vaccination vindicated, the filthy useless and dangerous vaccines and
serums...crudely advertised. These things have been worked into
lectures in the most subtle way. We have complained again and again,
the BBC officials have always been ready with an excuse...It is a
burning scandal...?  ?The old fraud, Louis Pasteur?s death-bed
recantation: ? The germ is nothing: the soil is everything? came too
late. The Germ Theory was born ? the bug hunters were up and running
towards a multi-trillion dollar empire of vaccines, antibiotics,
antiseptics, and disinfectants: all built on the ?germs cause disease?
??if the germ theory were founded on facts there would be no living
being to read what's written.? Dr George White?

?Bechamp was one of France's most prominent and active researchers and
biologists. He taught in universities and medical schools, and
published widely on cell biology, disease, botany and related
subjects. His would probably be a household name today if it wasn't
for the activities of one Louis Pasteur, who history has treated very
kindly indeed, considering his fake science, his tendency to steal
ideas (mainly from Bechamp), falsify experimental data, and in general
make claims which had no basis in fact.
I'm not running off at the mouth by saying the above. It's all quite
well documented - Bechamp and Pasteur were both members of the French
Academy of Sciences, and the papers they submitted, and their
correspondance, both to each other and to other people, were all
recorded. Even their verbal exchanges survive in the minutes of the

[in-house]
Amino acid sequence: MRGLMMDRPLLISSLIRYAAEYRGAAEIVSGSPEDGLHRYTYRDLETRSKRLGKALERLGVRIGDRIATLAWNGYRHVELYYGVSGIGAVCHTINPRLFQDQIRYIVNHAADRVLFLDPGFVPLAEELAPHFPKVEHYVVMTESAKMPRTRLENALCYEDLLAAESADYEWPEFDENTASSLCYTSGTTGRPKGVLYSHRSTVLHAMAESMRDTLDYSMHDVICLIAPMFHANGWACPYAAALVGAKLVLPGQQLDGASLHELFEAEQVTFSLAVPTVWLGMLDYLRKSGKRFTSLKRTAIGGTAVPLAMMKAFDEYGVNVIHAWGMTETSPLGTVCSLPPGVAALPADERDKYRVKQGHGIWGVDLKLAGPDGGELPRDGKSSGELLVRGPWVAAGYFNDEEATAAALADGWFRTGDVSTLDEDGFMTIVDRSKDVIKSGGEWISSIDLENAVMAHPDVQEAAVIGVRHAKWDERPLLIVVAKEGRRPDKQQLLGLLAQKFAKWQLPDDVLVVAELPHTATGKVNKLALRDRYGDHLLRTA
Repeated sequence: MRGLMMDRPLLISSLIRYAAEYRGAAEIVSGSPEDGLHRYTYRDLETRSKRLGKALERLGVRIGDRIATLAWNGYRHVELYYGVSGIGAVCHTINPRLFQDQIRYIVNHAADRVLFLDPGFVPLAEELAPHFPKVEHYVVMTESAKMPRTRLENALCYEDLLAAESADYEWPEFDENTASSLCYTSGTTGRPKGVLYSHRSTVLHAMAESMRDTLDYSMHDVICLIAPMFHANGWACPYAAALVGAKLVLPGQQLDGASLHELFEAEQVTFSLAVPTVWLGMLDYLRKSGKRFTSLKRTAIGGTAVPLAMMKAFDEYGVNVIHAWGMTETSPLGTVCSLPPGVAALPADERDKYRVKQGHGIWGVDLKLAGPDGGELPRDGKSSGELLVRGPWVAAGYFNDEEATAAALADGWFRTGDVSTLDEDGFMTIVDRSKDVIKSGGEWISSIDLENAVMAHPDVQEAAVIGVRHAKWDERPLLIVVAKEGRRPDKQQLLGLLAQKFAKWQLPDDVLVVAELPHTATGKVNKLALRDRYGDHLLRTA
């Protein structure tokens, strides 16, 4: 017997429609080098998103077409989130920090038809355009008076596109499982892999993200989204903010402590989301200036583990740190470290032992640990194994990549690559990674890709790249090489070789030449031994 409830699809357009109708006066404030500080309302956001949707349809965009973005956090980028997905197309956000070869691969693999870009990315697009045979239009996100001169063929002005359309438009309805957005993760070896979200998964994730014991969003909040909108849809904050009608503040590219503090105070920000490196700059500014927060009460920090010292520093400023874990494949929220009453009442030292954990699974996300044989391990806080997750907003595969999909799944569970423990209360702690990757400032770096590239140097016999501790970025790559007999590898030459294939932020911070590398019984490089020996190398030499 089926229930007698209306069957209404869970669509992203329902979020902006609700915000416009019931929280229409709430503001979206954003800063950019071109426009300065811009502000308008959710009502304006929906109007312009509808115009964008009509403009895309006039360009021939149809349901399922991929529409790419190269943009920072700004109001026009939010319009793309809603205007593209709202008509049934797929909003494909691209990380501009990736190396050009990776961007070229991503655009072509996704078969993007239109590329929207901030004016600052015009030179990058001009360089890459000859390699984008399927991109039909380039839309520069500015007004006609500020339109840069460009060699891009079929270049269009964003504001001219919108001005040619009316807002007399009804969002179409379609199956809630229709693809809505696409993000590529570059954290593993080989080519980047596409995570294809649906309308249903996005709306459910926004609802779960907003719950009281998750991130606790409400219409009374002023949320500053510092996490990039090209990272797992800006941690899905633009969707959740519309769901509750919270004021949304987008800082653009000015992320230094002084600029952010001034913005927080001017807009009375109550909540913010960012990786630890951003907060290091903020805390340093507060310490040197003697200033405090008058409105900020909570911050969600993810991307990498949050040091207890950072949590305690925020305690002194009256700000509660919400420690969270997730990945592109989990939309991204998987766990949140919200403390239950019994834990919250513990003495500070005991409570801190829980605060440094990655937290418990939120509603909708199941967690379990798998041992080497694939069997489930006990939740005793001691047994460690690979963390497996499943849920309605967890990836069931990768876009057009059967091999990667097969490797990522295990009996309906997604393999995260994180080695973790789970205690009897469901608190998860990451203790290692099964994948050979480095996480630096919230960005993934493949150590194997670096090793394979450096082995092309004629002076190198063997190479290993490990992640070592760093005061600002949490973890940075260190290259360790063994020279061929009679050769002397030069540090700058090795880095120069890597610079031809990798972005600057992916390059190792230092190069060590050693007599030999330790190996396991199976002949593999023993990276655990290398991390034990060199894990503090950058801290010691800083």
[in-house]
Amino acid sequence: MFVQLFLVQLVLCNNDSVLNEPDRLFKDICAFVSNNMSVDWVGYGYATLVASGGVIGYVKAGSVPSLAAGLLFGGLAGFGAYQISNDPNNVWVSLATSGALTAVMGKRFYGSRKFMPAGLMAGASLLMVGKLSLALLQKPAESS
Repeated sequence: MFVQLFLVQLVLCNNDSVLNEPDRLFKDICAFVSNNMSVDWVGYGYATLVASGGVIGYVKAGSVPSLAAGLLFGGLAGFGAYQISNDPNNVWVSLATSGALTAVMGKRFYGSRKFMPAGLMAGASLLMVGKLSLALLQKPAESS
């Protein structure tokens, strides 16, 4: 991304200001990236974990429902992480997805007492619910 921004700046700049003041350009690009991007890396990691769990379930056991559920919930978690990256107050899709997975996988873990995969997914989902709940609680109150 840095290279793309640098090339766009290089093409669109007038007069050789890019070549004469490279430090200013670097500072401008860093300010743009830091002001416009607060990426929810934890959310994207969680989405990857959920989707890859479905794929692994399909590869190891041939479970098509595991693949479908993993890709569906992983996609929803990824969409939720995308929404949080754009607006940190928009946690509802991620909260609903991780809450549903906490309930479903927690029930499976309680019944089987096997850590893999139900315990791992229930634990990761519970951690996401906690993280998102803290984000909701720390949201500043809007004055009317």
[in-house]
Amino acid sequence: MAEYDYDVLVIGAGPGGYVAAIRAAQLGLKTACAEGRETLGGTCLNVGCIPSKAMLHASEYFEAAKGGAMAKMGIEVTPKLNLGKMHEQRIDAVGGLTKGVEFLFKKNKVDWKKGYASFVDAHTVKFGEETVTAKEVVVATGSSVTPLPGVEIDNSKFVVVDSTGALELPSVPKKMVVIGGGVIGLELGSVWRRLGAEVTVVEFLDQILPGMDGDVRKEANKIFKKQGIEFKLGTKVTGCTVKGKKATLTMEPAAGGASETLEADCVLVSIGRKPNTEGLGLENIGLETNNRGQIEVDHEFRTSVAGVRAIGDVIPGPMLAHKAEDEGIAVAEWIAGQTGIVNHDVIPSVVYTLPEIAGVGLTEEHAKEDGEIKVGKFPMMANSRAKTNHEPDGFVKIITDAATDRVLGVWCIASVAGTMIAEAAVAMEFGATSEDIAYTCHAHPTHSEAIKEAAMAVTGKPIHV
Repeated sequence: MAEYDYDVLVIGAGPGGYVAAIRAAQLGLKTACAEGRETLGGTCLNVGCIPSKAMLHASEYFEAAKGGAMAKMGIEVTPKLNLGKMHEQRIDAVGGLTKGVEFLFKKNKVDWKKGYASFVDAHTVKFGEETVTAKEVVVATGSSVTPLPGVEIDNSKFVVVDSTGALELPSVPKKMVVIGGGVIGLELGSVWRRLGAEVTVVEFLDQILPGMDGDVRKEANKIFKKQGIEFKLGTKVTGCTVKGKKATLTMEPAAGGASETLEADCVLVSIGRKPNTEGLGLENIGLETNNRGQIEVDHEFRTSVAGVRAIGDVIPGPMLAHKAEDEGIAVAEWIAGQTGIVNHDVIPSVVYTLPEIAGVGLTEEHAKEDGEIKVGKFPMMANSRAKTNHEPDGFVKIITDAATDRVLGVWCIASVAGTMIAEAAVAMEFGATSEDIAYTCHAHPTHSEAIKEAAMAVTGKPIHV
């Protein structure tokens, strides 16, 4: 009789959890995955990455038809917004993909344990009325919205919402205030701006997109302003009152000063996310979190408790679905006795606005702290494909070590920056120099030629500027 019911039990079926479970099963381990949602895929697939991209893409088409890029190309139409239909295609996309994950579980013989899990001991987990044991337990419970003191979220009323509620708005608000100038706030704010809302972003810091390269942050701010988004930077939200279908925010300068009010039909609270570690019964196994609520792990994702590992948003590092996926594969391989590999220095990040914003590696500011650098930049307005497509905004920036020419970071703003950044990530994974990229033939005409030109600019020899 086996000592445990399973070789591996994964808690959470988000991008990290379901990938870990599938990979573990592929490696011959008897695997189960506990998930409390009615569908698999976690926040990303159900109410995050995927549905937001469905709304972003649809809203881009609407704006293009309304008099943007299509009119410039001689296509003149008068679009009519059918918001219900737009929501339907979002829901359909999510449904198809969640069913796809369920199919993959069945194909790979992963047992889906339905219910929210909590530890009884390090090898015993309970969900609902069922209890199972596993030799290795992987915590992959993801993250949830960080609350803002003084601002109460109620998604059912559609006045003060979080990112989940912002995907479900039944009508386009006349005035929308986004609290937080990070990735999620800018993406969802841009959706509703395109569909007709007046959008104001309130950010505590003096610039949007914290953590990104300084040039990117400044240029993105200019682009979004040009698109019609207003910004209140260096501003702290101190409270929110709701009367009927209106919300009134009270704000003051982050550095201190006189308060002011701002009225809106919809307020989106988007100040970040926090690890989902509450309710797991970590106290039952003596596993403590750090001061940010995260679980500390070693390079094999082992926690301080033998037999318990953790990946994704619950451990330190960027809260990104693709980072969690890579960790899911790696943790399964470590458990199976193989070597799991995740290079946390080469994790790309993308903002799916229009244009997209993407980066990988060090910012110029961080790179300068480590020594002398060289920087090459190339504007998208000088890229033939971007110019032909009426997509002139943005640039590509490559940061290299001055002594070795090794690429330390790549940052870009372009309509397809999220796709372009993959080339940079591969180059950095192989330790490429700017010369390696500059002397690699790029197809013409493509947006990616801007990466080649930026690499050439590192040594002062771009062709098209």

To cut a long story short, and it is a long story, Pasteur basically
dug up the germ theory of disease and put his name on it. It wasn't a
new idea, although he claimed to have "discovered" germs all the same.
The concept had actually been outlined by other people many years
before, but of course, the whole idea is wrong anyway, so it hardly
matters who thought of it first. In a few years, the germ theory of
disease will out there with the flat earth theory where it belongs.

Bechamp wrote several books. The last of these was The Third Element
of the Blood, which outlines his hassles with Pasteur, and also the
details of his own theories.

Another good book is Pasteur Exposed, written by Ethel Hume and first
published in 1923, which goes into all the details of exactly how
Bechamp's ideas were twisted beyond recognition by Pasteur. None of
this would matter a toss, of course, except for the minor point that
western chenistry-based medicine is built on a foundation of
unquestioning "Pasteurism".?

   ?The great French chemist, Louis Pasteur, with his wife and daughter,